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Deep Discourse: A Framework for Cultivating Student-Led Discussions-use conversation to raise student learning, motivation, and engagement in K-12 cla

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When educators provide explicit instruction, guidance, and feedback to students and let them steer the dialogue, students develop essential critical-thinking, problem-solving, and self-directed learning skills. This book details a framework for implementing student-led classroom discussions that improve student learning, motivation, and engagement across all levels and subject areas. The text features tools, tips, and exercises, plus unrehearsed videos of student-led classroom discussions.

Benefits

  • Implement the student-led discussion framework and measure progress with the rubric for student-led discussions.
  • Watch videos of real discussions among K–12 students and convey how educators and administrators can best prompt students to engage in their own productive conversations.
  • Explore questions for stimulating students’ critical thinking in multiple subject areas.
  • Examine students’ thoughts about being involved in their own student-led discussions.
  • Follow “Take Action” prompts to exercise newly acquired knowledge.
  • Access free reproducible versions of tools and rubrics featured in the book.

Contents

About the Authors

Introduction

  1. Articulating the Need for Student-Led Discussions
  2. Establishing a Discussion Framework for Student Success
  3. Beginning the Journey
  4. Experimenting with Different Discussion Formats and Strategies
  5. Using Discussion in Different Content Areas
  6. Getting to Deep Discourse
  7. Pulling It All Together: Tools and Tips

Conclusion

References and Resources

 

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Chapter 1 Articulating the Need for Student-Led Discussions

ePub

Student-led discussions motivate me to work with others, inspire me to do more, and change my thinking.

—MACKENZIE, grade 6

Real-world success requires us to engage with others to learn, create, and produce in hopes of sparking new thinking and learning. Our classrooms are filled with curious, innovative minds that our instructional practices aren’t embracing. Our students want to talk—they need to talk!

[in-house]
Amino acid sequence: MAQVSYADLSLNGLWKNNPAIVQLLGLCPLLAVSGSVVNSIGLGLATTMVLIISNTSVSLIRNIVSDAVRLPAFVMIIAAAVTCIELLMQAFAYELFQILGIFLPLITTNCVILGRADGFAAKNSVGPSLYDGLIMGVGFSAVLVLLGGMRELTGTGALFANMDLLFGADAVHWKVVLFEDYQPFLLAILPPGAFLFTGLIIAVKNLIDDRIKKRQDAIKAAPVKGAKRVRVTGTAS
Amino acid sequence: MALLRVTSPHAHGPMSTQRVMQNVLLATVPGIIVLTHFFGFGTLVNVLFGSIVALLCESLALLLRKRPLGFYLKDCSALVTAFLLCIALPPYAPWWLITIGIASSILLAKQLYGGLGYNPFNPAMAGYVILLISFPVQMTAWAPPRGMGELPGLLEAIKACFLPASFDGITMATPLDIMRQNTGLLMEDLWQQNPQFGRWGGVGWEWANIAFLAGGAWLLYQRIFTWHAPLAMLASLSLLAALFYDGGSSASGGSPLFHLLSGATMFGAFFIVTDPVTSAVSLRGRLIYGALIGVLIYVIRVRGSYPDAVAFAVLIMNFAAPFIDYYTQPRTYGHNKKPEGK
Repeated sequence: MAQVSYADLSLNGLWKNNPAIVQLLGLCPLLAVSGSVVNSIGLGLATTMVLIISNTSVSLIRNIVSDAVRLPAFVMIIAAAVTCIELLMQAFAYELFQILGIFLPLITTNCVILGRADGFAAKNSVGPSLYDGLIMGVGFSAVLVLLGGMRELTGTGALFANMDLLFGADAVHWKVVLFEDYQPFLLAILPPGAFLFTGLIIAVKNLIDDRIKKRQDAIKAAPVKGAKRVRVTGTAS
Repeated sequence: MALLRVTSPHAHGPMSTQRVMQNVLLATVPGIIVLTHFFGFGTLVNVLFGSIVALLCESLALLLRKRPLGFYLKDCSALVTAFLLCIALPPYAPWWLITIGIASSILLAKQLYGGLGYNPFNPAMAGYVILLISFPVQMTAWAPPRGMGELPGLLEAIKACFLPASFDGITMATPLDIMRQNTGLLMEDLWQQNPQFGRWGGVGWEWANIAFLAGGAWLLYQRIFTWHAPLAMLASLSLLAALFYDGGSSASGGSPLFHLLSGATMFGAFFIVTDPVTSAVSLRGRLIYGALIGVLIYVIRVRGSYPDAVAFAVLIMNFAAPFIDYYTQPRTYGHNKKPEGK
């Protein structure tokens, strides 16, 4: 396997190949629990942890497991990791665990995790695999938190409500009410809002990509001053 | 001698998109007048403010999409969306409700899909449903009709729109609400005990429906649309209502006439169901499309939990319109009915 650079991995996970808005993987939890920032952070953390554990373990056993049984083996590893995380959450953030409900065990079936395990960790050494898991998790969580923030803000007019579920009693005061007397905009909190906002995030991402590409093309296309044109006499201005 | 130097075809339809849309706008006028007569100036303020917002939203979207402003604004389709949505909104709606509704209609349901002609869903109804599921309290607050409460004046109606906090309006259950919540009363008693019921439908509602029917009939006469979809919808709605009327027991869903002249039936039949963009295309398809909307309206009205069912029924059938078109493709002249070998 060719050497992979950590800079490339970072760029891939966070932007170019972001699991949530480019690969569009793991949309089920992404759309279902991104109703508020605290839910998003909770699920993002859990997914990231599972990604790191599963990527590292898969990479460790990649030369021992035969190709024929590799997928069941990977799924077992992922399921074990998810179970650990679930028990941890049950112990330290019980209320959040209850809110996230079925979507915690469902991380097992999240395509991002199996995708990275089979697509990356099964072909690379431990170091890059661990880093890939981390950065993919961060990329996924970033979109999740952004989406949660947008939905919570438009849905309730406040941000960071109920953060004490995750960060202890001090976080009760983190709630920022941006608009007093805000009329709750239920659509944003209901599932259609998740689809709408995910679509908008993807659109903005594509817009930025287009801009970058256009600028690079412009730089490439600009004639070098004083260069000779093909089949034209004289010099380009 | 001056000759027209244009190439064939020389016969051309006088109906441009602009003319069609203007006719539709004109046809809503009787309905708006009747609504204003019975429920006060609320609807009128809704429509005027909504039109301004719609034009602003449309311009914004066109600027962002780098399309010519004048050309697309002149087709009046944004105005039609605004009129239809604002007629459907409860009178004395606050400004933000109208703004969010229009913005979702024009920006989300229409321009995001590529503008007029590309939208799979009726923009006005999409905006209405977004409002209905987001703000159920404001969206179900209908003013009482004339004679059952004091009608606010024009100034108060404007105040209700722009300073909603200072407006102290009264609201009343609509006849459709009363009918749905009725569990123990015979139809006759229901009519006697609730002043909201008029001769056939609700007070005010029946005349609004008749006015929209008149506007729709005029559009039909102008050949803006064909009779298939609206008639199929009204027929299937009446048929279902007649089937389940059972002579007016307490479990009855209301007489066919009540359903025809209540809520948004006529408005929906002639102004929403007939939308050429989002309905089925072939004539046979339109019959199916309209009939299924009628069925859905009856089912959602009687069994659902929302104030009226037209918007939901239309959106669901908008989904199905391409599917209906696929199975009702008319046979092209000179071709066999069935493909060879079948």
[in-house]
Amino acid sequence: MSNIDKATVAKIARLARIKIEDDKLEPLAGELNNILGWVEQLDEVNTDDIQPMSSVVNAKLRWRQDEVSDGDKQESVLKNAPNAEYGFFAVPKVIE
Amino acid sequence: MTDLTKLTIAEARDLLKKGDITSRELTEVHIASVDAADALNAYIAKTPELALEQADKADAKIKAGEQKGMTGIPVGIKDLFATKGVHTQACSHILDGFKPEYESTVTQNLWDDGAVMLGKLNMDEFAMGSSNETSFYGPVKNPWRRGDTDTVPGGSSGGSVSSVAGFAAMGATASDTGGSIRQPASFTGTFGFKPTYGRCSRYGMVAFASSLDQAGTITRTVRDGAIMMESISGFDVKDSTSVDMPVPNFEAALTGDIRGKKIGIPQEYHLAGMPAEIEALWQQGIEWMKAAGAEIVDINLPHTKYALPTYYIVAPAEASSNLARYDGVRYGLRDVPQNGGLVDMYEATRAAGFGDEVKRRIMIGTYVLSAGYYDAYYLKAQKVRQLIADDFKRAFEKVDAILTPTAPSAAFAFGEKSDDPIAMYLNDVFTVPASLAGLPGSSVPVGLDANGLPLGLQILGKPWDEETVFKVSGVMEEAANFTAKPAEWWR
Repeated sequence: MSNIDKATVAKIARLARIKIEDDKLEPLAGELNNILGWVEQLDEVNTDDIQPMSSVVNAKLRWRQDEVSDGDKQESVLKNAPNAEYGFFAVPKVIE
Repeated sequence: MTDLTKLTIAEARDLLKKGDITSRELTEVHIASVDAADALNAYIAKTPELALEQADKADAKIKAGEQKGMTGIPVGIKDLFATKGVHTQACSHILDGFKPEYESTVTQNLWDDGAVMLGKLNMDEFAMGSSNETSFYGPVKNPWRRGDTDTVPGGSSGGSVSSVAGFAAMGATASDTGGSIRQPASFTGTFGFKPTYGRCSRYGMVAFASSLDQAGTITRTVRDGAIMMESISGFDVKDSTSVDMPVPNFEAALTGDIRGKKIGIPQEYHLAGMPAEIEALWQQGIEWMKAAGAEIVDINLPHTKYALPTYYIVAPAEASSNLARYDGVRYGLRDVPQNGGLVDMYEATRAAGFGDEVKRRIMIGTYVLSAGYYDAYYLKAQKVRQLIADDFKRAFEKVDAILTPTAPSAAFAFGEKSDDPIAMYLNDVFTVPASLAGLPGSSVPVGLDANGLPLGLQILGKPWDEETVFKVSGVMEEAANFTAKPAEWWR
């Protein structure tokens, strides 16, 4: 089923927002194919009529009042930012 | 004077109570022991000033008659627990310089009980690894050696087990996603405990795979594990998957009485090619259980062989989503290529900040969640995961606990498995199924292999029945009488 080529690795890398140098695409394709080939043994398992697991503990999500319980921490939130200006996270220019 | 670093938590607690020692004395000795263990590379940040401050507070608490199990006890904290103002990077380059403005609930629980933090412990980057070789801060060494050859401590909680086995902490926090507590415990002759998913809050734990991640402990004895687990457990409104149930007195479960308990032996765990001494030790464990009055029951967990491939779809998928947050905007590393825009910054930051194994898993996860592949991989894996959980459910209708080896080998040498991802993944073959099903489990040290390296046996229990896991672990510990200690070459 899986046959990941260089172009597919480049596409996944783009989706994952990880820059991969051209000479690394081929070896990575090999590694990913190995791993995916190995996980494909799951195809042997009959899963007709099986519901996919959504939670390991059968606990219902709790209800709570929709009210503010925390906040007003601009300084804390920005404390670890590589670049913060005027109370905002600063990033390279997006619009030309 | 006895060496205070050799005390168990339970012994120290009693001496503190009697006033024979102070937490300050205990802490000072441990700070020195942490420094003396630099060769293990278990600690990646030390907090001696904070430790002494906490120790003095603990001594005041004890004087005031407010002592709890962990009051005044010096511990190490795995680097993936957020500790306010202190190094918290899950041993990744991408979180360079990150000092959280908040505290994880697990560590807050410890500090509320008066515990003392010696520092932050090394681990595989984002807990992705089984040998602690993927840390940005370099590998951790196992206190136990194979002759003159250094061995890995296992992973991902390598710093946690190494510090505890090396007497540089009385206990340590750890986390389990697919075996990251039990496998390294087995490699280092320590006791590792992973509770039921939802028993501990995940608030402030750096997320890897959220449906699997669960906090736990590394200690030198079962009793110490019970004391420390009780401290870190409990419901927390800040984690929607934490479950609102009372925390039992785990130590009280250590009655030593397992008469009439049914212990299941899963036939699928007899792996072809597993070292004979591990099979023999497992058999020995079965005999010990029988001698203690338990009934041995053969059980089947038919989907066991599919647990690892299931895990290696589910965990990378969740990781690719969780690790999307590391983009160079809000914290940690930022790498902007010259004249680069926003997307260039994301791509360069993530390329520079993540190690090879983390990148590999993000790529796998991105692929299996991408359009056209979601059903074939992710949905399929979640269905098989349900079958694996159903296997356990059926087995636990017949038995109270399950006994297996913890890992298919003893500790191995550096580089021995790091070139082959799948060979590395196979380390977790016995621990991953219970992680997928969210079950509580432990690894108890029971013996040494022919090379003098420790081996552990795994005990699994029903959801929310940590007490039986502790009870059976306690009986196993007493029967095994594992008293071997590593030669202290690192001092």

Although many definitions of discussion exist, we believe one view best reflects the type of discussions we want to advocate in classrooms. Authors Jackie Acree Walsh and Beth Dankert Sattes (2015) define discussion as “a process through which individual students give voice to their thoughts in a disciplined manner as they interact with others to make meaning and advance individual and collective understanding” (p. 33). When expectations are clearly set and modeled for students, the students then can take over. The result is meaningful discussion without teacher prompting—discussions that promote higher-order thinking skills and use questioning techniques in a meaningful context (Cameron, Murray, Hull, & Cameron, 2012). A certain magic of learning takes over when students become the catalyst for classroom discussions.

 

Chapter 2 Establishing a Discussion Framework for Student Success

ePub

We no longer need to be told what to do and how to do it. We use each other for learning and make decisions about where to go next.

—CONNOR, grade 7

Consistency and structure are important elements of effective instruction. Implementing a framework for student-led discussions, and using it routinely, builds comfort and confidence with the model. When students know what the structures and routines are, they can move more efficiently through daily procedures. Our students gain stronger understanding of their role in discussion, take charge of their learning, and hold themselves accountable. As this process evolves, we guide students’ learning by providing explicit instruction and observing their implementation of strategies and skills while giving feedback to individual students and groups.